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Sydney shows its heart to the world with a #illridewithyou after Lindt cafe siege
Que le reste du monde suive l'exemple
- by: Staff reporters
- From: NewsLocal
- December 16, 2014 4:36PM
Twitter has been buzzing with #illridewithyou, with more than 350,000 tweets by Tuesday morning. Picture: Twitter Source: Supplied
It’s been labelled the most powerful hashtag of the year and revealed Sydney’s heart of gold.
Trending worldwide since Monday night, #illridewithyou continues to reverberate around the world in the wake of the Martin Place siege.
Started with a tweet by @sirtessa, the simple, spontaneous act of solidarity with Australian Muslims has become a global social media phenomenon, proving that those who stand united can find hope in adversity.
The campaign has gone beyond Sydney, as this sign at Gosford Anglican Church shows. Picture: Twitter Source: Supplied
Ahmad Malas catching a train with his sister Ezdihar from Lakemba to Sydney’s CBD as part of #illridewithyou. Picture: Mohamed Taha/Twitter Source: Supplied
@vanbadham posted this Tweet; ‘#illridewithyou because together the journey is more fun. That, friends, is our victory: one haters will never know’. Picture: Twitter/@vanbadham Source: Supplied
Eastern suburbs woman Tessa Kum started the hashtag about 4.30pm on Monday, offering support to fellow travellers on the 373 bus from Coogee:“If you reg take the #373 bus b/w Coogee/MartinPl, wear religious attire, & don’t feel safe alone: I’ll ride with you. @ me for schedule.”
Ms Kum told ABC radio it was an act of compassion: “I sort of saw another tweet online indicating another woman’s act of kindness and I simply felt that there needed to be more of that in the world.
“She’d done a very simple thing — she had seen a distressed Muslim woman on a train take off her hijab and had approached that woman at the train station and simply said, “Put it back on, I’ll walk with you”. That broke my heart a little bit.”
On Monday night, the hashtag was trending worldwide. Picture: Twitter Source: Supplied
After tweeting the hashtag #Illridewithyou, the concept quickly took off.From riding the bus or train, offering a seat in the car, cycling together and even walking to work, the offers came thick and fast as Australians reached out to Muslims fearful of reprisal attacks after the siege.
Strangers began publishing their travel timetables, attached stickers to their bags and posted images of themselves so they would be easy to identify to travellers in need.
By Monday night it was the number one Twitter topic trending worldwide. At 3.45pm on Tuesday, it was still in the top five and rising again.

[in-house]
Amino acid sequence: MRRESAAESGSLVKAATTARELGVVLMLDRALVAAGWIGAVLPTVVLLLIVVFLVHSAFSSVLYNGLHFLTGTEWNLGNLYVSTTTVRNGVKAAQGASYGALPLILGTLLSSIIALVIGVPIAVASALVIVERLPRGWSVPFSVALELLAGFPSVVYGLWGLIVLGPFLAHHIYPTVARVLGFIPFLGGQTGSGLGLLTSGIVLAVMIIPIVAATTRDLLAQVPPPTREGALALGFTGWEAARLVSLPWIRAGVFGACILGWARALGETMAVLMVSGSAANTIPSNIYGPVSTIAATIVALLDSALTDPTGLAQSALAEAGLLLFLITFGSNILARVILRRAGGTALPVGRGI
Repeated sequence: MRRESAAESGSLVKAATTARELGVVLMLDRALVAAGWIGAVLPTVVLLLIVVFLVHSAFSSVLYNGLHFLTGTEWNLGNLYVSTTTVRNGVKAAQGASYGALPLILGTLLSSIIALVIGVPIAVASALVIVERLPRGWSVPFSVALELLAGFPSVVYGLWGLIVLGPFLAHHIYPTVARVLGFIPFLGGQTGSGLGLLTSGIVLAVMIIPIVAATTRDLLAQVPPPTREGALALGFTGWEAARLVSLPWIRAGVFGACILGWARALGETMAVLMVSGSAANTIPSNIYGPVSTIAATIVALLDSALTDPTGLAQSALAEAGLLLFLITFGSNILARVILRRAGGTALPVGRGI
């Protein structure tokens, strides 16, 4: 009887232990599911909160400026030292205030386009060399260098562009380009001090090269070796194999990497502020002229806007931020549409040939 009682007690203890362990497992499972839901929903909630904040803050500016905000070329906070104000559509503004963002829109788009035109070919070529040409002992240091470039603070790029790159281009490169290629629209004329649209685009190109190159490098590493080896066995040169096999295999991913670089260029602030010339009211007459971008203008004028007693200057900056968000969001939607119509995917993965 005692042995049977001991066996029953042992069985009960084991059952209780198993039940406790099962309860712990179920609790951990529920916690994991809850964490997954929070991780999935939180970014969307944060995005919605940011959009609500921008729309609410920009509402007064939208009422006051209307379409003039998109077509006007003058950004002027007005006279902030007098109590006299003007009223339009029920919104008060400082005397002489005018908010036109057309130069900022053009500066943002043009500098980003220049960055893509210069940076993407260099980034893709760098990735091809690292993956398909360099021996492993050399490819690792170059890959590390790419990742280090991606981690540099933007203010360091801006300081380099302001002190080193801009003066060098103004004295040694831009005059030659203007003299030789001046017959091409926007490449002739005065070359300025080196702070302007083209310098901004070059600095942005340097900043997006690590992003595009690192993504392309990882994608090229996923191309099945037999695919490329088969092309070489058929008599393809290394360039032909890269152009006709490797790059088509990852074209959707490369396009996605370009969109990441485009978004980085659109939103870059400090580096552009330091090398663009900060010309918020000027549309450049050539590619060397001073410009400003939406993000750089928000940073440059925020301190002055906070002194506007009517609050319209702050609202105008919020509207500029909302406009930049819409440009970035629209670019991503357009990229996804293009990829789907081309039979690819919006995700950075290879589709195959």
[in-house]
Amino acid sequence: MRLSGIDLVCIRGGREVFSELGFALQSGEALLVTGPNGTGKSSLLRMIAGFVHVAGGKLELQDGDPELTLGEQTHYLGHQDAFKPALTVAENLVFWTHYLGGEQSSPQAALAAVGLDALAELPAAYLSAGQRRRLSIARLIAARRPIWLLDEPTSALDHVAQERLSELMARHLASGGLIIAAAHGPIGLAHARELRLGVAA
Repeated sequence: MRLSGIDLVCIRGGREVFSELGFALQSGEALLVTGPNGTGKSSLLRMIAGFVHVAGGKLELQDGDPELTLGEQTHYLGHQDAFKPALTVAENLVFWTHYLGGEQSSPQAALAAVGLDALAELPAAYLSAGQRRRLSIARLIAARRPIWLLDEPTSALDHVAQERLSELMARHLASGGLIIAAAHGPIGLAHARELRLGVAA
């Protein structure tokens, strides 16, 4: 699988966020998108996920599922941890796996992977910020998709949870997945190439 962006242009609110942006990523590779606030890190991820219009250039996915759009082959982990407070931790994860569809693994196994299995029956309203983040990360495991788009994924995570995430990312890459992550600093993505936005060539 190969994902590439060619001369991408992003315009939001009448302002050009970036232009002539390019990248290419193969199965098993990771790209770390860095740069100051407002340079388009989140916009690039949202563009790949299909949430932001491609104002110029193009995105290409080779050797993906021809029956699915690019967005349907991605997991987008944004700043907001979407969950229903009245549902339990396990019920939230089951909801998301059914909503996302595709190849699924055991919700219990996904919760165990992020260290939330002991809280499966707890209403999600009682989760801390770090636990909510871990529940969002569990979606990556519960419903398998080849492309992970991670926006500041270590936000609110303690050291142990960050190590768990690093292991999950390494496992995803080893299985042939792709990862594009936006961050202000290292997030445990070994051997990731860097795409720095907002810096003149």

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Kamal Saleh, a university student from Punchbowl, said it was phenomenal seeing Australians supporting each other.
“It is a reflection of the true Australian values of respect, tolerance and helping each other,” he said.
“I have a lot of friends who have been helped into taxis or trains and the like so it is good to see that people are acting on this hashtag.”
Kamal Saleh says Australians are more tolerant than people think. Source: News Corp Australia
Commuting on the 373 bus from Coogee, Fiona Newton was evacuated from her Martin Place office during the siege on Monday. Picture: John Appleyard Source: News Corp Australia
Graeme Innes posts a picture with his #illridewithyou sticker on a backpack, ready for his Tuesday commute. Picture: Twitter/@Graemeinnes Source: Supplied
Passengers on the 373 bus today said they were encouraged by the campaign.
Fiona Newton, who watched SWAT teams surround the Lindt cafe from her Martin Place office, said the ordeal had been traumatic.
“I think it really became horrifying when you see the actual windows and hostages with their hands up it struck me it was much more than we anticipated.”
She said she was saddened by the loss of life but encouraged by the inspiring acts of her community.
“One of the first things I did see was the #Illridewithyou campaign and I just think it is really amazing that Australian people have done,” she said.
“It is really about being educated and having perspective, I mean, ISIS is a very small percentage of people and people misconstrue that with all Muslims. That is what I think the campaign is generally about, creating that comfort and security and awareness for them.”
Il n’y a point de génie sans un grain de folie